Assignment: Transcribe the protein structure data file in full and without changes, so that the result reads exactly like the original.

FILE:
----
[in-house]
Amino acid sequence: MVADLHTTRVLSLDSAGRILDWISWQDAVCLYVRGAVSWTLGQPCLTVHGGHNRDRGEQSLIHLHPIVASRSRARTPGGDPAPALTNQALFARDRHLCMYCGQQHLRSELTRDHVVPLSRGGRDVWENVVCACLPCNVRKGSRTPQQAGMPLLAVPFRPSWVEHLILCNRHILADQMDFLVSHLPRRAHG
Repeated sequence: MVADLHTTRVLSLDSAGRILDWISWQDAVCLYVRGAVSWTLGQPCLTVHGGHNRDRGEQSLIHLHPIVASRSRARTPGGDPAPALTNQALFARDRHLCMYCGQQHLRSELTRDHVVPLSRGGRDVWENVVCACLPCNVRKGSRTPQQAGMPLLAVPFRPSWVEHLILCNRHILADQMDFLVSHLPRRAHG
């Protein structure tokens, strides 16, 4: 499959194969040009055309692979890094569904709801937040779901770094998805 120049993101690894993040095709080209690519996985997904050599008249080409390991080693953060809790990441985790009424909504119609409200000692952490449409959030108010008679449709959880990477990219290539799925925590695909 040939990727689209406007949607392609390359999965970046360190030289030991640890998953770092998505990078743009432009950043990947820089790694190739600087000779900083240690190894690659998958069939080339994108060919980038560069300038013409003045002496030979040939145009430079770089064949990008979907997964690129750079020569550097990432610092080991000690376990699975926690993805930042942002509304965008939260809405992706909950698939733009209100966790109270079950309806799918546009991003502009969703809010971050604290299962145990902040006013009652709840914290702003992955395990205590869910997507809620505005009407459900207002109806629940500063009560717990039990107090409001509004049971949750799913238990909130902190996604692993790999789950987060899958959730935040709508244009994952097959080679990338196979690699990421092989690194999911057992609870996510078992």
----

[in-house]
Amino acid sequence: MVADLHTTRVLSLDSAGRILDWISWQDAVCLYVRGAVSWTLGQPCLTVHGGHNRDRGEQSLIHLHPIVASRSRARTPGGDPAPALTNQALFARDRHLCMYCGQQHLRSELTRDHVVPLSRGGRDVWENVVCACLPCNVRKGSRTPQQAGMPLLAVPFRPSWVEHLILCNRHILADQMDFLVSHLPRRAHG
Repeated sequence: MVADLHTTRVLSLDSAGRILDWISWQDAVCLYVRGAVSWTLGQPCLTVHGGHNRDRGEQSLIHLHPIVASRSRARTPGGDPAPALTNQALFARDRHLCMYCGQQHLRSELTRDHVVPLSRGGRDVWENVVCACLPCNVRKGSRTPQQAGMPLLAVPFRPSWVEHLILCNRHILADQMDFLVSHLPRRAHG
């Protein structure tokens, strides 16, 4: 499959194969040009055309692979890094569904709801937040779901770094998805 120049993101690894993040095709080209690519996985997904050599008249080409390991080693953060809790990441985790009424909504119609409200000692952490449409959030108010008679449709959880990477990219290539799925925590695909 040939990727689209406007949607392609390359999965970046360190030289030991640890998953770092998505990078743009432009950043990947820089790694190739600087000779900083240690190894690659998958069939080339994108060919980038560069300038013409003045002496030979040939145009430079770089064949990008979907997964690129750079020569550097990432610092080991000690376990699975926690993805930042942002509304965008939260809405992706909950698939733009209100966790109270079950309806799918546009991003502009969703809010971050604290299962145990902040006013009652709840914290702003992955395990205590869910997507809620505005009407459900207002109806629940500063009560717990039990107090409001509004049971949750799913238990909130902190996604692993790999789950987060899958959730935040709508244009994952097959080679990338196979690699990421092989690194999911057992609870996510078992």